Soon after, J. Lloyd Yother, the president of the AZHBPA, declined an opportunity to offer any sort of report when called upon to speak.

Yother deferred his time at the microphone to Leroy Gessmann, the AZHBPA's executive director, who said the Turf Paradise projects “are going slow, but they are moving forward….The racetrack, in the nine years that I've been here, is the best condition it's ever been in. For the first time in nine years, it was done properly [and] I want to thank Turf Paradise for getting a safe racetrack.”

Only later, during the public commentary portion of the meeting, did anyone briefly address the fall-through of the sale.

“That track is really not for sale,” said Stephen Nolan, a frequent critic of both Simms and the AZRC. “It's an illusion. A delusion that [Simms] is trying to portray. He won. He got his OTBs. He collects that money. He puts nothing back into the industry. That's obvious [by the condition of the property]. We need [the commission] to be proactive.”

In recent years, disagreements between the Arizona racing community and Simms have roiled in the courts and at AZRC meetings. Prolonged fights over OTB privileges, simulcast signals, and how the horsemen's purse money can be used have all been topics of heated debate.

Turf Paradise ended its most recent season in May 2023 with a different buyer doing due diligence to purchase the property. At the time, Simms said he wanted to retire to spend more time with his grandchildren.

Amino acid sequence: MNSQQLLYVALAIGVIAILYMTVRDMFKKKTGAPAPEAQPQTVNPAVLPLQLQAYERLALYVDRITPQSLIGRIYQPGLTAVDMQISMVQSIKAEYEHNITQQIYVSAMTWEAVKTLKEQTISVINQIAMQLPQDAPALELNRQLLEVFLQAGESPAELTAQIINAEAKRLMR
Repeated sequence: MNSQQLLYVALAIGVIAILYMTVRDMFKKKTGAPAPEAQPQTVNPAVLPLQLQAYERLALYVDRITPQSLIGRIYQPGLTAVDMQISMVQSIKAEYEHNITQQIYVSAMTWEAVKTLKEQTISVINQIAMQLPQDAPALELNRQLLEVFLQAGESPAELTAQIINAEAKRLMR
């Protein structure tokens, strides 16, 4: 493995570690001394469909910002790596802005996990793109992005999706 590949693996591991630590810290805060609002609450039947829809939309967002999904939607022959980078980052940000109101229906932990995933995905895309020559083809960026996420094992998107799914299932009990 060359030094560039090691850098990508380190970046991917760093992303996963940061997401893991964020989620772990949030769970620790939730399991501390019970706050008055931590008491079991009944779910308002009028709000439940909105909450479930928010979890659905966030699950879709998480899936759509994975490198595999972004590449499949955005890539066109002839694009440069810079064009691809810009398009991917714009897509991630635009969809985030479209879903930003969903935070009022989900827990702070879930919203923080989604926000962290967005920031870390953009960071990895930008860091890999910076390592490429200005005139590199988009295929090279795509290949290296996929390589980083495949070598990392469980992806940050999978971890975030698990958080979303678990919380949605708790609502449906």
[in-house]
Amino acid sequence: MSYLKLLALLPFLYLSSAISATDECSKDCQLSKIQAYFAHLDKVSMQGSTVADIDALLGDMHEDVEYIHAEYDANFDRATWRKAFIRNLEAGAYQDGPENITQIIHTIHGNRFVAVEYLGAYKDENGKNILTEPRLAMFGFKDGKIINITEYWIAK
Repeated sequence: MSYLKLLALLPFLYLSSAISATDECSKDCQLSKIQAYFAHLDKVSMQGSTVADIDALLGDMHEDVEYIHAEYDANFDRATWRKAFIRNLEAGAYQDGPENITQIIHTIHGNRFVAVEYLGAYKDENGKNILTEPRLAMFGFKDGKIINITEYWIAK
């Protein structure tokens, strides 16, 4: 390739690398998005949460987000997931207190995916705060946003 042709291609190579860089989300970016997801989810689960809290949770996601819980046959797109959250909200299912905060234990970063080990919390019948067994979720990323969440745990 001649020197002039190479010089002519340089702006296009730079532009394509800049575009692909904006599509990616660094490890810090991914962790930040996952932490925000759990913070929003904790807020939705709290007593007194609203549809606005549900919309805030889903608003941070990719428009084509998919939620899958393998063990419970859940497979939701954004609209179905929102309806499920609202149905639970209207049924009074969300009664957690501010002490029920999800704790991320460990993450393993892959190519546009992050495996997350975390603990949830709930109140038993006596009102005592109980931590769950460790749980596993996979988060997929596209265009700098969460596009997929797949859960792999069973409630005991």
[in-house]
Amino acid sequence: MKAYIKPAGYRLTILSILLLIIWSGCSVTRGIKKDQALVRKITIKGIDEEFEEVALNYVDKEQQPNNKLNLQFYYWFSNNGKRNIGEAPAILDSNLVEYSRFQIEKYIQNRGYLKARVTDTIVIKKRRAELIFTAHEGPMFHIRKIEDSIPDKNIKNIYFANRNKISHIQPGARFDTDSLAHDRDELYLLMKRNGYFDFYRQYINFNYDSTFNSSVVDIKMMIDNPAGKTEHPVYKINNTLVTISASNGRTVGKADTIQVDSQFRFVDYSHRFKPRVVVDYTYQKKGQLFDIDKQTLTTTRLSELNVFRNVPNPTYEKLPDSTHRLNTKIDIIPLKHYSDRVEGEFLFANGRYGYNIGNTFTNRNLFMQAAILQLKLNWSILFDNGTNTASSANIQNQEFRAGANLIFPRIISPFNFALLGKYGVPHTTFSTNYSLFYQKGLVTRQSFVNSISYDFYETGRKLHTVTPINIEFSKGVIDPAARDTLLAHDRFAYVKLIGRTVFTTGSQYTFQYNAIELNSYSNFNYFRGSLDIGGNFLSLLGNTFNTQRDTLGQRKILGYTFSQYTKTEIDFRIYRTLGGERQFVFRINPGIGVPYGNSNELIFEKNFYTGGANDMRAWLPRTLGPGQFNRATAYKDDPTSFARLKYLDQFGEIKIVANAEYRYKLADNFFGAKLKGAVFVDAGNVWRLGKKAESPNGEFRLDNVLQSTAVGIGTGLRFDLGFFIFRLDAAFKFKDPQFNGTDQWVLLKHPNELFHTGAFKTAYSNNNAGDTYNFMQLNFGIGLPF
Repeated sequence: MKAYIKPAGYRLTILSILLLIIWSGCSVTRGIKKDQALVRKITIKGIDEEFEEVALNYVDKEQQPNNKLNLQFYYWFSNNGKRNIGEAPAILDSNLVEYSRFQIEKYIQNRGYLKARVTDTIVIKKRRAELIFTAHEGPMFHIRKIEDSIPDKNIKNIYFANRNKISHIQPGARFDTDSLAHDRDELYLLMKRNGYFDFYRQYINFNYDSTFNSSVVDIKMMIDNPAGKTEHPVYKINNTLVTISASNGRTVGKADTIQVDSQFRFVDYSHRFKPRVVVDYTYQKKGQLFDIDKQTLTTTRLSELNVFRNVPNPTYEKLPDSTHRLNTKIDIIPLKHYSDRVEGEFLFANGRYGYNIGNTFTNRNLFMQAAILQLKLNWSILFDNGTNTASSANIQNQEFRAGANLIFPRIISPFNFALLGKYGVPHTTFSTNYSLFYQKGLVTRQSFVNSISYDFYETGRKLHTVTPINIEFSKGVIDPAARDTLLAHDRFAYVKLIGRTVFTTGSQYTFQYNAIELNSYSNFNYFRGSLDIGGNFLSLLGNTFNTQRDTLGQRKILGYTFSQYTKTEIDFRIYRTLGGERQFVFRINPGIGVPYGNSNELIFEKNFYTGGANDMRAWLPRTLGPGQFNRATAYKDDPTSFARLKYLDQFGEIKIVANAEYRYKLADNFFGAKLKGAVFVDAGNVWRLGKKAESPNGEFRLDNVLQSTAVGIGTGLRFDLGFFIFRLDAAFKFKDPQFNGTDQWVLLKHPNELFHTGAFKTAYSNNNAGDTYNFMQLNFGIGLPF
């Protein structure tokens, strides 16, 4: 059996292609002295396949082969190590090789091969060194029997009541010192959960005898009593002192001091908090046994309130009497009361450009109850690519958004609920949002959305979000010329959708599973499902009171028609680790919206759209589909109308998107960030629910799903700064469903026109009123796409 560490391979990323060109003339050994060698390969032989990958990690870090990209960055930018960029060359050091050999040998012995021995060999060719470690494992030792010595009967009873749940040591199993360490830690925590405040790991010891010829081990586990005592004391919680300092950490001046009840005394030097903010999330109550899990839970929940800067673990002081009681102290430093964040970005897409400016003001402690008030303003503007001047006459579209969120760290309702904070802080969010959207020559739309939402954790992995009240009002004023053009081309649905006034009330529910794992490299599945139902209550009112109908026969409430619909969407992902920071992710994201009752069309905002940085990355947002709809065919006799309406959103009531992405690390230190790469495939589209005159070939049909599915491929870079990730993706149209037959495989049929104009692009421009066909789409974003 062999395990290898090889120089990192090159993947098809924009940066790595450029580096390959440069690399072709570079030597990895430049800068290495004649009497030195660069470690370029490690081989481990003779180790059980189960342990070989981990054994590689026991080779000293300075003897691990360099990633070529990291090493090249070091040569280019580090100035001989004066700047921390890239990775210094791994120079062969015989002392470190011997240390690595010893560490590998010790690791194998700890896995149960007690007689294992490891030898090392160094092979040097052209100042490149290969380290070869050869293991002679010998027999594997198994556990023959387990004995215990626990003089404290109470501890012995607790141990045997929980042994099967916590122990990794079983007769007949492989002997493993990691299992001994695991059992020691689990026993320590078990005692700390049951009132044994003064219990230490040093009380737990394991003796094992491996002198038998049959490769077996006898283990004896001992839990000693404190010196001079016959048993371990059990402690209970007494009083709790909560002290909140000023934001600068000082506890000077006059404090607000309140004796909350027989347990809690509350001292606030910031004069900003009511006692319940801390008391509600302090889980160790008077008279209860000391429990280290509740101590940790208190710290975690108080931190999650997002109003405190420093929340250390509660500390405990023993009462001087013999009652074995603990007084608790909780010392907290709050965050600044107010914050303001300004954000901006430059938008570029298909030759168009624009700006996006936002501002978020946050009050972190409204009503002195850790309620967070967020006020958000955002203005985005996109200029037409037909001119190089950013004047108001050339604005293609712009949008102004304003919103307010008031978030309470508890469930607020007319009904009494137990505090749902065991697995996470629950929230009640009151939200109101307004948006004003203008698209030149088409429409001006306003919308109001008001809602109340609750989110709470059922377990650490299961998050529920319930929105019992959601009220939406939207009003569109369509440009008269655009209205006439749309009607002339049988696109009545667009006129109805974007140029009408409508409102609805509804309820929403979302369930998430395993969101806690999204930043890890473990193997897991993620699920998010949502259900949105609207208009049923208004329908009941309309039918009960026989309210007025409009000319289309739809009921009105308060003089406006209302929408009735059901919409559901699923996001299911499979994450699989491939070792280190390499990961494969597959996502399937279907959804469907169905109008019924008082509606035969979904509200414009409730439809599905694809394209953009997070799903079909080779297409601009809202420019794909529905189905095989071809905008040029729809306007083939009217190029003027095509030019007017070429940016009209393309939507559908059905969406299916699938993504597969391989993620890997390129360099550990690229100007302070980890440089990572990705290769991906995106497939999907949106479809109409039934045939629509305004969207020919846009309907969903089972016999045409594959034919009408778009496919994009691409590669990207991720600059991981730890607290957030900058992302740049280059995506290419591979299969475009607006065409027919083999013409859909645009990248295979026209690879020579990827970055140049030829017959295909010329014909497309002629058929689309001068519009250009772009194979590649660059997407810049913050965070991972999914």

On Aug. 1, Simms announced Turf Paradise wouldn't be opening in November as scheduled for its traditional six-month meet.

On Sept. 18, the months-long purported sale with the first buyer was publicly declared dead.

Ten days later, Simms announced a new buyer had suddenly emerged.

The AZRC met on Sept. 28 and Oct. 12 without anyone from the new prospective buying group coming forward to speak.

But during the Nov. 9 meeting, Simms introduced a representative from Turf Paradise Land Trust while claiming the two parties were at the escrow stage of a deal. AZRC staffers indicated that a vetting process to license the new ownership group was underway, but noted that process could take months to complete.

Despite their stated misgivings about Simms and the sale, on Nov. 10 the AZHBPA board of directors voted to extend required interstate simulcasting permissions so Turf Paradise's 37 off-track betting parlors wouldn't go dark and could instead keep generating revenue for purses at the upcoming meet.

During the Dec. 5 AZRC meeting at which Turf Paradise was green-lighted for racing in '24, Simms said the sale had hit snags, but he did not elaborate on them or indicate the deal was in jeopardy.

Now fast-forward to the Jan. 12 meeting. During the tail end of the public commentary session, Simms asked for and was granted a second turn to speak.

But instead of clarifying aspects about the future of Turf Paradise, Simms only made the overall situation more cryptic by underscoring that he wanted to move on from running the racetrack.

“You know, when I get a permit to run a track for three years, it doesn't mean I have to run three years if I want to retire,” Simms said. “If a doctor gets a license to practice medicine for five years, and after three years he wants to retire, he doesn't have to practice the entire five years…

“I want this industry to flourish. But I want to retire. And I'm allowed to retire. I feel badly for trainers that need a place to run. But at a certain age, I want to retire,” Simms said.